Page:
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Thread: Converting kids to PB - eliminate wheat first? page

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    Betho's Avatar
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    Converting kids to PB - eliminate wheat first?

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    I'm sort of mulling over how I'm going to get my kids switched over to a more primal way of eating and I definitely need to take it in baby steps. One kid I think will take pretty readily to it but the other I know is a carb/grain/sugar fiend and she'll be a little more tricky. So, I think to eliminate one thing at a time would work best, but I'm not sure where to go on that. Is wheat the biggest culprit? We have a lot of habits that need to be changed before we can go primal completely as a family (I'm still learning it myself, this is only my third week in), but I think wheat could be a decent first step and would be a lot easier eliminated in one step as opposed to sugar which I think will need to be done over a little longer period of time.

    Am I correct in thinking this?

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    I think wheat, sugar, and all processed boxed foods should be the first to go. If you need to break that up in steps then that is o.k but all of those things need to go first. After you have removed those bad foods from the diet then I would work on cutting out other grains and also dairy that is not organic and full-fat.

    At the same time that you are removing foods you can try to add some new foods that will take the place of the bad foods. My 3 year old daughter really loves eggs, kale chips, organic full-fat fermented dairy products, nuts/seeds, and most organic grassfed meats
    Jaime, wife to Phaedrus and primal mama to A (4) and X (1).

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    belinda's Avatar
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    I've greatly cut down on my daughter's waffle consumption by giving her a scrambled egg and a slice or two of bacon first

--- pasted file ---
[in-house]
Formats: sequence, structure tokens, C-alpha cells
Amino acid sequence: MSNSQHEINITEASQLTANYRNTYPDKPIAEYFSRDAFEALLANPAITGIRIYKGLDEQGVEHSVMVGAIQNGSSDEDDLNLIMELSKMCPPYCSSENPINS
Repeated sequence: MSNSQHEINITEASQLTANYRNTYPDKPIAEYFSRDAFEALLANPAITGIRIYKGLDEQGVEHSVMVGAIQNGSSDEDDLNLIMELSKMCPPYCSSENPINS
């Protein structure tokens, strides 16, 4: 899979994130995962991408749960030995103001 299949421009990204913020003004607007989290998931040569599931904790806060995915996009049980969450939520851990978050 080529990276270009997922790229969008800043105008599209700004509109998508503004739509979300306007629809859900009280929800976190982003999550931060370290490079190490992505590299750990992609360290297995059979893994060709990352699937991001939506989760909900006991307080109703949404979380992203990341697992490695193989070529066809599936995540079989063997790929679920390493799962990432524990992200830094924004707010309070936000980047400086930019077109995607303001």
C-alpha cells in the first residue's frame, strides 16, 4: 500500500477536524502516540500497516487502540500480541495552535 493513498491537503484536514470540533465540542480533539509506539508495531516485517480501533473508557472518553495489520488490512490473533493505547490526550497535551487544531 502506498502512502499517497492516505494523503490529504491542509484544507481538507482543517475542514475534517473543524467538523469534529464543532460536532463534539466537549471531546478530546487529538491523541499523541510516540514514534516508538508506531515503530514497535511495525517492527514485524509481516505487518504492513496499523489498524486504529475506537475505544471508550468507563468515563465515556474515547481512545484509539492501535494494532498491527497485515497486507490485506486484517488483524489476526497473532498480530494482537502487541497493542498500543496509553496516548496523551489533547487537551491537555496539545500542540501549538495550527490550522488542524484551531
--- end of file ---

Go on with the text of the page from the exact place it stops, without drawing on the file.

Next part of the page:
My goal now is to switch her over gradually to more primal carbs and fats as she needs to put on some weight.
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    I think that if you could pull processed sugars, you would be doing a WONDERFUL job. Just eating foods with *NO* added sugars would be a home run.

    Eliminating grains might be tough... Even assuming that you could supply emough carbs from other sources.

    If your kids are eating something like crackers made from whole wheat and soybean oil (gasp), and ham and cheese sandwhiches on whole wheat bread, and strawberries and bannas, and milk, while his freinds are eating cookies and candy and fast food, and sodas, you are setting a really good foundation.

    If the kids can handle that transition (or are already there), then I'd consider substituting some wheat products.

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    Betho's Avatar
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    Quote Originally Posted by Waskydiver View Post
    I think that if you could pull processed sugars, you would be doing a WONDERFUL job. Just eating foods with *NO* added sugars would be a home run.

    Eliminating grains might be tough... Even assuming that you could supply emough carbs from other sources.

    If your kids are eating something like crackers made from whole wheat and soybean oil (gasp), and ham and cheese sandwhiches on whole wheat bread, and strawberries and bannas, and milk, while his freinds are eating cookies and candy and fast food, and sodas, you are setting a really good foundation.

    If the kids can handle that transition (or are already there), then I'd consider substituting some wheat products.
    This is actually pretty much where we have been forever. Before I went primal, I kept us to a pretty high CW standard - baking my own bread, we have chickens for fresh eggs, no cookies/candy/fast food except occasional treats, and since I'm allergic to soy protein we haven't had frozen or boxed convenience food in the house in years. We don't eat much refined sugar, I don't buy "treats" just because of my own willpower problems so by default it's unusual for them to have any foods overtly sugary. But you know how sugar seems to be snuck into pretty much EVERYTHING.

    For instance, breakfast is usually cold cereal (non "sugar cereal" but usually Corn Chex, Cheerios or something like that) or homemade pancakes or muffins if I feel ambitious. I used to make granola but haven't made any since I went primal. Lunch is usually PBJ with homemade jam and homemade bread, or a quesadilla with fruit. Dinners are always homecooked, so no frozen foods there. No sodas or anything here either, just milk, juice and water. I think refined sugar will be the toughest to eliminate not because they are so used to large quantities of it, but just the opposite - I'm at the point where I'd have to start going through condiments and whatnot to find the sources of sugar in their diet... just the little stuff.